Montebourg: China, US industries 'don’t have Brussels on their backs'
The French industry minister Arnaud Montebourg has launched a broadside at the European Commission, arguing that Chinese and the US industries "don't have Brussels on their backs" when accepting state aid. A group of seven countries, including France and Germany, have sent a letter urging the EU Executive to "switch gear" on industrial policy.
Industry ministers from France, Germany and five other EU countries sent a letter to Brussels on Thursday (11 October) urging more protection from unfair competition for Europe's struggling manufacturing industries.
Ministers from France, Germany, Italy, Spain, Portugal, Luxembourg and Romania signed the letter.
"We are experiencing de-industrialisation, Europe must switch gear," Montebourg said in a video address following a meeting of EU industry ministers in Luxembourg.
"When Americans, Chinese, Indians, Koreans and many others choose to subsidise their industry, they don't have Brussels on their backs," the minister said, referring to the EU's strict state aid rules.
"What Brussels forbids us to do, all other countries do. We need to reorient Europe because it is no longer adapted to the unfairness of world trade," Montebourg hammered the message home.
Industrial production across the 27-member bloc has shrunk in the past five years and millions of jobs have been lost, with the automobile sector having to cut overcapacity in France, Spain and Italy.
Industrial policy revival?
This is not the first public outing against the European Commission by Arnaud Montebourg, who has built a reputation for his fierce attacks against globalisation and the EU Executive's perceived over-liberal stances on economic policy.
This time, the French minister applauded a Commission policy paper, presented the day before, which urged a "new industrial revolution" in Europe and set out a target to increase the share of industrial production to 20% of the EU's GDP by 2020, up from 16% currently.
"At last, the bar is set very high," Montebourg said in reference to the 20% target.
But Europe should go further, the French minister continued, suggesting that the seven countries wanted more regular meetings of the bloc's 27 industry ministers. These would examine industrial sectors one by one, he explained, citing the steel, automotive and digital industries.
One key demand from the seven-country group is to allow a level playing field on state aid to new industrial sectors at the centre of what Montebourg called the "third industrial revolution", such as nanotechnology, smart grids and new materials.
"All our global competitors do it, so we must either protect ourselves against them or do it ourselves."
The European Commission presented a policy paper on 10 October setting our a new aspirational goal to increase the industry's share of EU GDP to around 20% by 2020, up from 16% currently.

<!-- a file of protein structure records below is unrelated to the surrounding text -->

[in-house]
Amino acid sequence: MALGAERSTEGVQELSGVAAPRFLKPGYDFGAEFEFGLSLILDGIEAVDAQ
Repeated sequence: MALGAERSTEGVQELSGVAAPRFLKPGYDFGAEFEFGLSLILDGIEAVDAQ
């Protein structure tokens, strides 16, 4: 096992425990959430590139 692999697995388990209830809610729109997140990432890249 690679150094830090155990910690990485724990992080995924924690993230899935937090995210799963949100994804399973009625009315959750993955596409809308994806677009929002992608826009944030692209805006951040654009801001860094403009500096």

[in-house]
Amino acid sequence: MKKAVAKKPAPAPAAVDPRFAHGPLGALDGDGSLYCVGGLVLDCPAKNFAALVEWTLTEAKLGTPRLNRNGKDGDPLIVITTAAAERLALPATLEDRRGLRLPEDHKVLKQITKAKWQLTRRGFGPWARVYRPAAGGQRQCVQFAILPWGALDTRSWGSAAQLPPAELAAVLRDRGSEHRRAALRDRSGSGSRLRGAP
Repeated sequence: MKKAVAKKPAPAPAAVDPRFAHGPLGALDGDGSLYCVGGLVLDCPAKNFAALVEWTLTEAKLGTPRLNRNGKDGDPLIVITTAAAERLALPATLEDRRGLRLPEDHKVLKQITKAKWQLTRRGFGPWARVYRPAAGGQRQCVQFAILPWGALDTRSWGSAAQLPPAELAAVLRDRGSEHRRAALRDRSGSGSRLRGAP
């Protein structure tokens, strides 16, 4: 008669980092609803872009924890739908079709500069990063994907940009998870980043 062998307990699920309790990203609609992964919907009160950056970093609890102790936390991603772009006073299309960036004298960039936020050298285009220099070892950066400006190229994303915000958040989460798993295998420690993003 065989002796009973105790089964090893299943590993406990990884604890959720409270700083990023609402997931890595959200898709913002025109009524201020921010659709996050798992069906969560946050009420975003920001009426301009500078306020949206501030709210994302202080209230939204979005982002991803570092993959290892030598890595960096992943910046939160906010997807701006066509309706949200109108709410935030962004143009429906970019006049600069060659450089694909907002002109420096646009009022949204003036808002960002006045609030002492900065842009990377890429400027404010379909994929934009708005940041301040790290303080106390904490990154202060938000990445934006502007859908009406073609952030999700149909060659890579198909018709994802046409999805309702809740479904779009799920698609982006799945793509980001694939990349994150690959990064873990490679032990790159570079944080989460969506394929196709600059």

The communication, titled Mission Growth: Europe at the Lead of the New Industrial Revolution, urges immediate action to revert the current downward trend and promote the re-industrialisation of Europe.
The pillars of the reinforced industrial policy are investment in innovation, better market conditions, access to finance and building human capital and skills.
Sean McGuire, a spokesman for the Confederation of British Industry (CBI), welcomed the European Commission's broad focus on industrial policy, but said it should look beyond manufacturing.
“It is important that this strategy looks at industry in its broadest sense, not just manufacturing. Creative industries and industry-related services are two important potential drivers for growth in the future and creating an environment to foster this growth is important."
François Gayet, from the French industrial lobby the Cercle de l'Industrie believes that the EU's state aid rules should be reformed to take account of the wider international environment in which European companies operate.
"In general, it is clear that many sectors have complained of unfair competition from third countries," he told EurActiv in a recent interview, citing R&D aid for the automobile sector in the US and China. "What we see is that the European Commission has a very liberal, very open attitude, and that, conversely, the markets of major emerging countries, the US and Japan are much more controlled and closed," Gayet said, calling for "reciprocity at all levels".
German industry, for its part, has specifically targeted the poor management of the EU's CO2 trading scheme within the EU executive.
“Investments in power plants and low-carbon technologies need stable and predictable framework conditions in which business solutions can develop. Policy measures as the recently proposed 'set-aside' of CO2 allowances by means of altering the ETS Auctioning Regulation are counterproductive in this regard,” a senior German industrialist told EurActiv, on condition of anonymity.